Glacier changes in the 21st century

The area covered by alpine glaciers may diminish by about 75% in case of medium warming by 2050. In case of moderate warming the loss in glacier area will still be as much as 50% and in case of strong warming it will reach 90%, respectively. The relative losses will be smaller than average for large glaciers and larger than average for small glaciers. It is likely that many small glaciers will disappear (4).

Small glaciers will disappear, while larger glaciers will suffer a volume reduction between 30% and 70% by 2050 (19). According to recent research the Alps could lose almost all of their glacier cover by the year 2100 if summer air temperatures increase by 5°C (11,20). Regions below 2,500 m will be ice free by the end of the 21st century (21).

Projections of glacier mass balance in 2100 have been made for five Austrian glaciers (32); these projections have been generated from ensembles of general circulation model (GCM) simulations by the use of direct statistical downscaling, and are based on IPCC-SRES scenarios A1B and B1. The downscaled scenarios show a pronounced retreat of the investigated Austrian glaciers until the end of the 21st century. During winter, the glaciers are projected to gain less mass than during previous decades. In summer, projections suggest large losses (32). Based on these scenarios A1B or B1 a mass balance reduction of 500 mm water equivalent is to be seen towards the end of the 21st century. Differences in the mass balances between these scenarios are small until 2050. Differences however get larger during the second half of the century; the estimations for the A1B emission scenario would give reason for reductions that are twice as large as those caused by the B1 emission scenario (32).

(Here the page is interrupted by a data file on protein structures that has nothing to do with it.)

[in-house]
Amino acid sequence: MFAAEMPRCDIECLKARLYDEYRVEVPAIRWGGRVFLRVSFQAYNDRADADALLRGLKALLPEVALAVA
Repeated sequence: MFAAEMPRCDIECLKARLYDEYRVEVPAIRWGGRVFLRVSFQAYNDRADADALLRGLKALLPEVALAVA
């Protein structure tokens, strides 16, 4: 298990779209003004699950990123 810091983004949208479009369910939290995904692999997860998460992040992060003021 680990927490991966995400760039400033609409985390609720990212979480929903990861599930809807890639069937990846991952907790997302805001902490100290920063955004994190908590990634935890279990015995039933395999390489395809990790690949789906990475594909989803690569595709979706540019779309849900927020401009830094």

The references below are cited in full in a separate map 'References'. Please click here if you are looking for the full references for Austria.

  1. Federal Office for the Environment FOEN of Switzerland (Ed.) (2009)
  2. Frei (2004), in: Federal Office for the Environment FOEN of Switzerland (Ed.) (2009)
  3. Scherrer and Appenzeller (2006), in: Federal Office for the Environment FOEN of Switzerland (Ed.) (2009)
  4. OcCC (2007), in: Federal Office for the Environment FOEN of Switzerland (Ed.) (2009)
  5. Farinotti et al. (2009), in: Federal Office for the Environment FOEN of Switzerland (Ed.) (2009)
  6. OcCC (2008), in: Federal Office for the Environment FOEN of Switzerland (Ed.) (2009)
  7. Beniston (2005), in: Agrawala (2007)
  8. Beniston (2000), in: Agrawala (2007)
  9. Casty et al. (2005), in: Agrawala (2007)
  10. Haeberli and Hoelzle (1995), in: Agrawala (2007)
  11. Zemp et al. (2006), in: Agrawala (2007)
  12. Thommen Dombois and Braun-Fahrländer (2004)
  13. Scherrer et al. (2006), in: Scherrer and Appenzeller (2006)
  14. Scherrer et al. (2004), in: Scherrer and Appenzeller (2006)
  15. Clark et al. (1999); Bednorz (2002), both in: Scherrer and Appenzeller (2006)
  16. Beniston (1997), in: Scherrer and Appenzeller (2006)
  17. Bogatai (2007)
  18. UNEP (2004)
  19. Schneeberger et al. (2003); Paul et al. (2004), both in: Alcamo et al. (2007)
  20. Haeberli and Burn (2002), in: European Environment Agency (EEA) (2005)
  21. Paul et al. (2004), in: European Environment Agency (EEA) (2005)
  22. Hantel et al. (2000), in: European Environment Agency (EEA) (2005)
  23. Beniston (2003), in: European Environment Agency (EEA) (2005)
  24. Schär et al. (2004), in: Jankowski et al. (2006)
  25. Federal Ministry of Agriculture, Forestry, Environment and Water Management (2010)
  26. Nobilis and Weilguni (1997), in: Federal Ministry of Agriculture, Forestry, Environment and Water Management (2010)
  27. Fürst et al. (2007), in: Federal Ministry of Agriculture, Forestry, Environment and Water Management (2010)
  28. Hantel and Hurtl‑Wielke (2007), in: EEA, JRC and WHO (2008)
  29. Elsasser and Bürki (2002), in: EEA, JRC and WHO (2008)
  30. Eitzinger et al. (2009); Gobiet et al. (2009), both in: Strauss et al. (2013)
  31. Nemec et al. (2013)
  32. Springer et al. (2013)
  33. Gilbert and Vincent, (2013)
  34. Steger et al. (2013)
  35. Lhotka and Kyselý (2015)
  36. Vincent et al. (2017)
  37. Brönnimann et al. (2018)
  38. Schöner et al. (2019)
  39. Zeder and Fischer (2020)
  40. Kotlarski et al. (2023)
  41. Monteiro and Morin (2023)